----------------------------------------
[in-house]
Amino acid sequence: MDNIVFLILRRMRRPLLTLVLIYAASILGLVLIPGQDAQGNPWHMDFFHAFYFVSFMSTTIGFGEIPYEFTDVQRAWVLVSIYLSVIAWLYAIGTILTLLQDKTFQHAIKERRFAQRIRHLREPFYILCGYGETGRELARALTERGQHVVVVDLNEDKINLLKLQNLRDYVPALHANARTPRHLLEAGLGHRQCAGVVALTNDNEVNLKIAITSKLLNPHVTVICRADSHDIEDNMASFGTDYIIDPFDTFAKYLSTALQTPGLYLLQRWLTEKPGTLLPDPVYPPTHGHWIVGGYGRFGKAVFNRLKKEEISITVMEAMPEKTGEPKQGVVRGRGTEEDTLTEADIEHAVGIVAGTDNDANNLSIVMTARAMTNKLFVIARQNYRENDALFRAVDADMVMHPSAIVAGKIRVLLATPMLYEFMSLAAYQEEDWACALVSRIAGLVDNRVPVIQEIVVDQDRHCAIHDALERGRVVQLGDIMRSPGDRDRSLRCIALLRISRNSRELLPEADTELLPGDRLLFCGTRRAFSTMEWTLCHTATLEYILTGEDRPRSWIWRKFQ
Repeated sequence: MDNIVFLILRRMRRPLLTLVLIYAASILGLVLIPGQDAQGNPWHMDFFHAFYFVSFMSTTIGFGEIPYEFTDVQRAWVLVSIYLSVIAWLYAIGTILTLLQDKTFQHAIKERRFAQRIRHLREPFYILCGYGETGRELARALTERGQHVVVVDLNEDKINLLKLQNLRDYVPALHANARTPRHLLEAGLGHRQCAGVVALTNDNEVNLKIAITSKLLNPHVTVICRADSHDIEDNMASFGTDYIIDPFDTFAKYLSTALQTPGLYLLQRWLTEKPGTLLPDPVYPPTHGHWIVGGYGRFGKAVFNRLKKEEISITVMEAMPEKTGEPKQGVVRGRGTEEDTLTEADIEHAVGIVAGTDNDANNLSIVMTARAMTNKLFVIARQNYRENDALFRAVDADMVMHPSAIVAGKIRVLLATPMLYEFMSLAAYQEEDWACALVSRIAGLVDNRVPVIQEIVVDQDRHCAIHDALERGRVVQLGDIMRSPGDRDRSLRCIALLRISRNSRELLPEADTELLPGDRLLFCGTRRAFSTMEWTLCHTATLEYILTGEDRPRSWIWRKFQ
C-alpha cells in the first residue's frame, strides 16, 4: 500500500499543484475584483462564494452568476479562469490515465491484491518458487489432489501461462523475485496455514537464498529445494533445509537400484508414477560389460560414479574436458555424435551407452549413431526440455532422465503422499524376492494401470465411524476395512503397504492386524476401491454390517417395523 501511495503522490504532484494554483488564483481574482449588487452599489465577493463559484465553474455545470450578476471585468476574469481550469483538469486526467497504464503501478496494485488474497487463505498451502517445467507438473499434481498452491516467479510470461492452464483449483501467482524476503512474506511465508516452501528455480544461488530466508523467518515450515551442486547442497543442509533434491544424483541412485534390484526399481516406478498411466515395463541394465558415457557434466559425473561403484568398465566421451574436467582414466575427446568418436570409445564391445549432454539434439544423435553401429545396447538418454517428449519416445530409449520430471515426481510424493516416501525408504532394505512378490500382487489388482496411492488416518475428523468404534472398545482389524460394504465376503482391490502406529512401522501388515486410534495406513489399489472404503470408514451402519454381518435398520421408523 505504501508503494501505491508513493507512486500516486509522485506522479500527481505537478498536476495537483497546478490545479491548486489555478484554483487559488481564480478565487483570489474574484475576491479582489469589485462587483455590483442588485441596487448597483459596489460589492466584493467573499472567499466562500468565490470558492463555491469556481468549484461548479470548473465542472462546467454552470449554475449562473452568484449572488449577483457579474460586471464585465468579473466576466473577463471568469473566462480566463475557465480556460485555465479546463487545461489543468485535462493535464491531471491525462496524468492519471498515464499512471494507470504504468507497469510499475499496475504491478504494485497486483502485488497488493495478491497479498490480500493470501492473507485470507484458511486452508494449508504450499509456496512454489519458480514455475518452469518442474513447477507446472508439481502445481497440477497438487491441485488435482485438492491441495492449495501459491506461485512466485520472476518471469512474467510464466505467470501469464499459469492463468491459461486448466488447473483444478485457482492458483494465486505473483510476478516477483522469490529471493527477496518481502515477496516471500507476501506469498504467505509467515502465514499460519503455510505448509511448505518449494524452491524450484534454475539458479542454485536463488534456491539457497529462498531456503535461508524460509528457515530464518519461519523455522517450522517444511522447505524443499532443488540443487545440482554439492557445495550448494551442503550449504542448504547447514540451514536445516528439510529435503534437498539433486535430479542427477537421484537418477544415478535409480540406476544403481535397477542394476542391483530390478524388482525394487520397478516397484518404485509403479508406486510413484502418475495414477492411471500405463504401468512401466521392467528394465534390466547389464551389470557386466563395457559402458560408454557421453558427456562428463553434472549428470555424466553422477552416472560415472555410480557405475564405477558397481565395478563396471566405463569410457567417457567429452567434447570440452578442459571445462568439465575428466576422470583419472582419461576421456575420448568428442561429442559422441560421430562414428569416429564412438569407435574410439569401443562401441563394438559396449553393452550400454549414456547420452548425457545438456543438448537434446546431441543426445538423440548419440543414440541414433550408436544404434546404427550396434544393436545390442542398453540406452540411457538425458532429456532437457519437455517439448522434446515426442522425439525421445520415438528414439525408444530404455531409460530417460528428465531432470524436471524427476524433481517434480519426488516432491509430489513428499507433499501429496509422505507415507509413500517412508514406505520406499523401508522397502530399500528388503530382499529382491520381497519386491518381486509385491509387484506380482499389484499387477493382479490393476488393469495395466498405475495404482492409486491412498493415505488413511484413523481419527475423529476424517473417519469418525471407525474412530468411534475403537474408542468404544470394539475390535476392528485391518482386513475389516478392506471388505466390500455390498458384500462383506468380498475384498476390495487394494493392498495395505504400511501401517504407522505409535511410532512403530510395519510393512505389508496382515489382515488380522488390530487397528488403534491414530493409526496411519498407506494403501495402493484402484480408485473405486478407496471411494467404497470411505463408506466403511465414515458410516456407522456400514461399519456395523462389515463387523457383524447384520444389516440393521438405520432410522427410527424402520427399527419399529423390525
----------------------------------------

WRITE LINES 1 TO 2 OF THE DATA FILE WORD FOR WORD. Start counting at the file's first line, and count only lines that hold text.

[in-house]
Amino acid sequence: MDNIVFLILRRMRRPLLTLVLIYAASILGLVLIPGQDAQGNPWHMDFFHAFYFVSFMSTTIGFGEIPYEFTDVQRAWVLVSIYLSVIAWLYAIGTILTLLQDKTFQHAIKERRFAQRIRHLREPFYILCGYGETGRELARALTERGQHVVVVDLNEDKINLLKLQNLRDYVPALHANARTPRHLLEAGLGHRQCAGVVALTNDNEVNLKIAITSKLLNPHVTVICRADSHDIEDNMASFGTDYIIDPFDTFAKYLSTALQTPGLYLLQRWLTEKPGTLLPDPVYPPTHGHWIVGGYGRFGKAVFNRLKKEEISITVMEAMPEKTGEPKQGVVRGRGTEEDTLTEADIEHAVGIVAGTDNDANNLSIVMTARAMTNKLFVIARQNYRENDALFRAVDADMVMHPSAIVAGKIRVLLATPMLYEFMSLAAYQEEDWACALVSRIAGLVDNRVPVIQEIVVDQDRHCAIHDALERGRVVQLGDIMRSPGDRDRSLRCIALLRISRNSRELLPEADTELLPGDRLLFCGTRRAFSTMEWTLCHTATLEYILTGEDRPRSWIWRKFQ